Thought For The Week – Rev David Jones
I travelled to Colchester on Monday of last week to the 100th birthday celebration of my aunt. It was a long journey but well worth it to see Betty who despite her age looked well and proudly held the message of congratulations from Her Majesty the Queen. There were, as you would expect comings and goings as friends and neighbours joined with us. While all this was going on many of the residents were gathered around the TV watching the 100th Commemoration service for the battle of Passchendaele in another part of the home. I joined with them for a while and the poignancy and the solemnity of that service was obviously having an effect on those who, like my aunt lived in the years following World War 1 and then within some twenty years would experience the turmoil of World War II. Then it came to me that on that same day in July 1917 as a battle that would see carnage and human suffering on such an unprecedented scale a baby girl was being born in Tumble which would be a reason for family joy and happiness.
Little would be known in Tumble or anywhere else in the UK as to the tragic loss of 325,000 allied and 260,000 German casualties and the horrific conditions of heavy rainfall and sea of mud where so many perished. That was due to the press censorship which was according to historians was the order of the day during most of World War 1. The public, anxious to understand the reason for British involvement in the war had to be satisfied with some clumsy propaganda from the governments newly formed Press bureau and the policy was ‘Do nothing, say nothing, keep off the front pages’. David Lloyd George who was soon to become Prime Minister told one newspaper editor that if people knew what was going on in the trenches the war would be stopped immediately through public outcry. Eventually the enormity of the loss of life filtered through and with the photographs and film footage we see today brought home to the British people the extent of the suffering and loss.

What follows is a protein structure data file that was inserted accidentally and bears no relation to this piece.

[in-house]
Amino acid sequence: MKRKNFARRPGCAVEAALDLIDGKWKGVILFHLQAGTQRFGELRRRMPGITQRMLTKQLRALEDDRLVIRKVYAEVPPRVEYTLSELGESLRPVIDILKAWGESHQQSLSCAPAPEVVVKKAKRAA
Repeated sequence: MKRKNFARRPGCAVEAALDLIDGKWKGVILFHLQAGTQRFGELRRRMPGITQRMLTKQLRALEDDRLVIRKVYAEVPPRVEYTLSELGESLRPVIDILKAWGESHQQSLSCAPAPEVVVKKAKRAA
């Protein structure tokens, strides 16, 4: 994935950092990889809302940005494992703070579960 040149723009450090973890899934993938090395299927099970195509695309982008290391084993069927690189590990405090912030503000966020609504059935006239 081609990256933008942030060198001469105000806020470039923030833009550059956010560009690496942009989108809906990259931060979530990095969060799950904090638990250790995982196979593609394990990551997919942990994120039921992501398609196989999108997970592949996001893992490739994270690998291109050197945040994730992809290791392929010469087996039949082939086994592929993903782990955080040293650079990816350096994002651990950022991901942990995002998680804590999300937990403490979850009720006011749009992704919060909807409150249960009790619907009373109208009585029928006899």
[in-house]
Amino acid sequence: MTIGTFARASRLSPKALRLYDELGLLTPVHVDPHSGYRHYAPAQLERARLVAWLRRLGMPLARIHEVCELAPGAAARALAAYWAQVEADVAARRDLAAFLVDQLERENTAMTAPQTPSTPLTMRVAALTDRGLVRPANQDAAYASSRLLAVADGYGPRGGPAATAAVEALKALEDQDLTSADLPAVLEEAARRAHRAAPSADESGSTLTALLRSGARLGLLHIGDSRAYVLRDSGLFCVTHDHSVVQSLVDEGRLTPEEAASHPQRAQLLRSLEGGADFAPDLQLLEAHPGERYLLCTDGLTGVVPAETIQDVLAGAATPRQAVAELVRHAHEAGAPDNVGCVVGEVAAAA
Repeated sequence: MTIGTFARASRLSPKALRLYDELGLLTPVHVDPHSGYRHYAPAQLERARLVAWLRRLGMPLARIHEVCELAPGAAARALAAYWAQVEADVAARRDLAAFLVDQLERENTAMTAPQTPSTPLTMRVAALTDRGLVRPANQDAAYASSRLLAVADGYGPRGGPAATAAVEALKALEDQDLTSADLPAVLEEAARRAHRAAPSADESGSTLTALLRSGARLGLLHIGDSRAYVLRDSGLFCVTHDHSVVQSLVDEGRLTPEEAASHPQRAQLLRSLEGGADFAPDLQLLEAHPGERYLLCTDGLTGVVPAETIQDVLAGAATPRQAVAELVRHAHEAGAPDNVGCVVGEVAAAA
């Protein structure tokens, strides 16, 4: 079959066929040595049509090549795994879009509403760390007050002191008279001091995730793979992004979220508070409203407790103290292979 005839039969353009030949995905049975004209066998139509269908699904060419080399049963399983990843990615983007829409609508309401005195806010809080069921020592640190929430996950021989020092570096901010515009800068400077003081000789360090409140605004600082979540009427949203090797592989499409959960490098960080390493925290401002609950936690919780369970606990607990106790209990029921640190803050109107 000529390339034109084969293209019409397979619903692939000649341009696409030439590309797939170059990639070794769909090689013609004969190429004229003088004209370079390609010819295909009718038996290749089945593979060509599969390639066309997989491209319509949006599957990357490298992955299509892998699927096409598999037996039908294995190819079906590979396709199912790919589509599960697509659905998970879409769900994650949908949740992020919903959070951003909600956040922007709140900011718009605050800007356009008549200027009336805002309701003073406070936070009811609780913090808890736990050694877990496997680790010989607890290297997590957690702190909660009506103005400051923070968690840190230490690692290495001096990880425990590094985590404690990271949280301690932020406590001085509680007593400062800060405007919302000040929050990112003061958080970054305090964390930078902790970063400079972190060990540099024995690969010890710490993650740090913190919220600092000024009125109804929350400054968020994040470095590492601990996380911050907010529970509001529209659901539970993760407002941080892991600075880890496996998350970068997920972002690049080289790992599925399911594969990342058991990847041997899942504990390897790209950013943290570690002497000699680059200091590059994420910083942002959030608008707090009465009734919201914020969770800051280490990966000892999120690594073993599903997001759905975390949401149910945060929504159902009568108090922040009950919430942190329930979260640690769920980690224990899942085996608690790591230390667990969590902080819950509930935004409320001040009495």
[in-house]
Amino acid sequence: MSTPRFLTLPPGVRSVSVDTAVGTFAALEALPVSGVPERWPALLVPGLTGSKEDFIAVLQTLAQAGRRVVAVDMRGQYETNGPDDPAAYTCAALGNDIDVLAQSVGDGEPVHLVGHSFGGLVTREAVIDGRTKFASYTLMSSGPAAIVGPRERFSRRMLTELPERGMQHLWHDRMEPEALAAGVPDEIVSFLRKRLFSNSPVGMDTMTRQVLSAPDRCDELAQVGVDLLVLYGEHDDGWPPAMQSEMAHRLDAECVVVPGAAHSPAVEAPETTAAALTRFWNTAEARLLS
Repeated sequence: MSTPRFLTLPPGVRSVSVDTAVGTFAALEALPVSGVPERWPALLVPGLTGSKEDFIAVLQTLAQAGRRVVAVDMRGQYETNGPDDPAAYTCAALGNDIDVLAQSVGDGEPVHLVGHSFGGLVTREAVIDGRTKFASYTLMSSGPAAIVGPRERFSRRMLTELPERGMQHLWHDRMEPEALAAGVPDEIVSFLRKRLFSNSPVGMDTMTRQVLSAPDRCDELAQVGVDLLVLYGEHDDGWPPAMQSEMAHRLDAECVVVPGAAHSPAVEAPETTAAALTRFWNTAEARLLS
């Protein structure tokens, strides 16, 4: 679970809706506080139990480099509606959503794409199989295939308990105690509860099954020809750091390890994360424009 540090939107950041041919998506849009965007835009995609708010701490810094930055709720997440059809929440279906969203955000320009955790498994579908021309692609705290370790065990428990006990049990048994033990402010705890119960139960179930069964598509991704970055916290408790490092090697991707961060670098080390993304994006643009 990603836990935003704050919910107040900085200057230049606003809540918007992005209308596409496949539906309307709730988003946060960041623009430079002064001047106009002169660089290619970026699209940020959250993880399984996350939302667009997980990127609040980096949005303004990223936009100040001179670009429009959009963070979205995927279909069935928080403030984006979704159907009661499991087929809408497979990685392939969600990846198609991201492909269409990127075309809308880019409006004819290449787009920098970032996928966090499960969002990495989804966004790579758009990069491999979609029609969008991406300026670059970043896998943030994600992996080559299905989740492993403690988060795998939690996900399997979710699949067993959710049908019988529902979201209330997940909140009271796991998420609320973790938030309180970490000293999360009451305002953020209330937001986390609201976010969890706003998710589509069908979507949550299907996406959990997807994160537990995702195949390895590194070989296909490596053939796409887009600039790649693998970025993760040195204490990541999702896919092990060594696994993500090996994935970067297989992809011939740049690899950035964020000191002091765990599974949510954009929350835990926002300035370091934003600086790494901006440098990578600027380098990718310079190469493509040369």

Over 300 of the Welsh regiment fell in battle that first day of Passchendaele and the hundreds of thousands who also died were remembered with the honour, dignity and respect they deserved. Following the service and listening to the commentaries on my way home the many acts of courage and self-sacrifice that were remembered by families and friends of those who died in such harsh and cruel conditions were a timely reminder of the courage and bravery of those caught up in this most horrendous of battles. So, with quiet gratitude and thanksgiving we remember those who made that ultimate sacrifice at Passchendaele and in the two world wars and the more recent conflicts; praying at the same time that peace will come to our troubled world and that Jesus the Prince of peace might reign in the hearts of all people.
Happy birthday Auntie Betty your 100th gave me much food for thought!